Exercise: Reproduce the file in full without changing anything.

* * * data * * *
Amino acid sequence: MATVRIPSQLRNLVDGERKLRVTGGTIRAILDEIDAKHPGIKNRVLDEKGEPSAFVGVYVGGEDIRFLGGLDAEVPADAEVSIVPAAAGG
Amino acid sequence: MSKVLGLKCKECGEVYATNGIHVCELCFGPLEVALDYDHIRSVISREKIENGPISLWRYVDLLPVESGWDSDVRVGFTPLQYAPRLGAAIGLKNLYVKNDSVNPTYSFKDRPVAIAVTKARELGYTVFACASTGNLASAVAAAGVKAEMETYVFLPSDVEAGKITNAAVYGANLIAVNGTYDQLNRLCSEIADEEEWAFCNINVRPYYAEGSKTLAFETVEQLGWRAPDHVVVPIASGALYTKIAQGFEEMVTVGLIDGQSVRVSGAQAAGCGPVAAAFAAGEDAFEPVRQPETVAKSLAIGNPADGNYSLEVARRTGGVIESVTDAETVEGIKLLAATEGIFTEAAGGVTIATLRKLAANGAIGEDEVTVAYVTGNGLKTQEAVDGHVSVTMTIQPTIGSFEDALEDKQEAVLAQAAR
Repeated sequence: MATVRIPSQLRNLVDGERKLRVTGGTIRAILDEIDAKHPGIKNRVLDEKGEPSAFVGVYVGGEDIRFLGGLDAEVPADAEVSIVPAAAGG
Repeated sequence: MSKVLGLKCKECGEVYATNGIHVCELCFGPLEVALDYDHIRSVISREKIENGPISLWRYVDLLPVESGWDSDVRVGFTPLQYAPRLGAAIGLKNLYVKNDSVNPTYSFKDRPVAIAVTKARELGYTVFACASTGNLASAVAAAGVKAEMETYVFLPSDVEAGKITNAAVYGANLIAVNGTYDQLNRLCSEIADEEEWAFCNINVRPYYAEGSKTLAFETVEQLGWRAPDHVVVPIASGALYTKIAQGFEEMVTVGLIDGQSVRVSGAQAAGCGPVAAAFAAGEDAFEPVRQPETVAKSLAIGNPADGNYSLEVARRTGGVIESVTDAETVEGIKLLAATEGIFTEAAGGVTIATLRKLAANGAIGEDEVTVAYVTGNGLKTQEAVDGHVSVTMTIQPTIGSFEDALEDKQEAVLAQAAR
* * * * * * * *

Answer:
Amino acid sequence: MATVRIPSQLRNLVDGERKLRVTGGTIRAILDEIDAKHPGIKNRVLDEKGEPSAFVGVYVGGEDIRFLGGLDAEVPADAEVSIVPAAAGG
Amino acid sequence: MSKVLGLKCKECGEVYATNGIHVCELCFGPLEVALDYDHIRSVISREKIENGPISLWRYVDLLPVESGWDSDVRVGFTPLQYAPRLGAAIGLKNLYVKNDSVNPTYSFKDRPVAIAVTKARELGYTVFACASTGNLASAVAAAGVKAEMETYVFLPSDVEAGKITNAAVYGANLIAVNGTYDQLNRLCSEIADEEEWAFCNINVRPYYAEGSKTLAFETVEQLGWRAPDHVVVPIASGALYTKIAQGFEEMVTVGLIDGQSVRVSGAQAAGCGPVAAAFAAGEDAFEPVRQPETVAKSLAIGNPADGNYSLEVARRTGGVIESVTDAETVEGIKLLAATEGIFTEAAGGVTIATLRKLAANGAIGEDEVTVAYVTGNGLKTQEAVDGHVSVTMTIQPTIGSFEDALEDKQEAVLAQAAR
Repeated sequence: MATVRIPSQLRNLVDGERKLRVTGGTIRAILDEIDAKHPGIKNRVLDEKGEPSAFVGVYVGGEDIRFLGGLDAEVPADAEVSIVPAAAGG
Repeated sequence: MSKVLGLKCKECGEVYATNGIHVCELCFGPLEVALDYDHIRSVISREKIENGPISLWRYVDLLPVESGWDSDVRVGFTPLQYAPRLGAAIGLKNLYVKNDSVNPTYSFKDRPVAIAVTKARELGYTVFACASTGNLASAVAAAGVKAEMETYVFLPSDVEAGKITNAAVYGANLIAVNGTYDQLNRLCSEIADEEEWAFCNINVRPYYAEGSKTLAFETVEQLGWRAPDHVVVPIASGALYTKIAQGFEEMVTVGLIDGQSVRVSGAQAAGCGPVAAAFAAGEDAFEPVRQPETVAKSLAIGNPADGNYSLEVARRTGGVIESVTDAETVEGIKLLAATEGIFTEAAGGVTIATLRKLAANGAIGEDEVTVAYVTGNGLKTQEAVDGHVSVTMTIQPTIGSFEDALEDKQEAVLAQAAR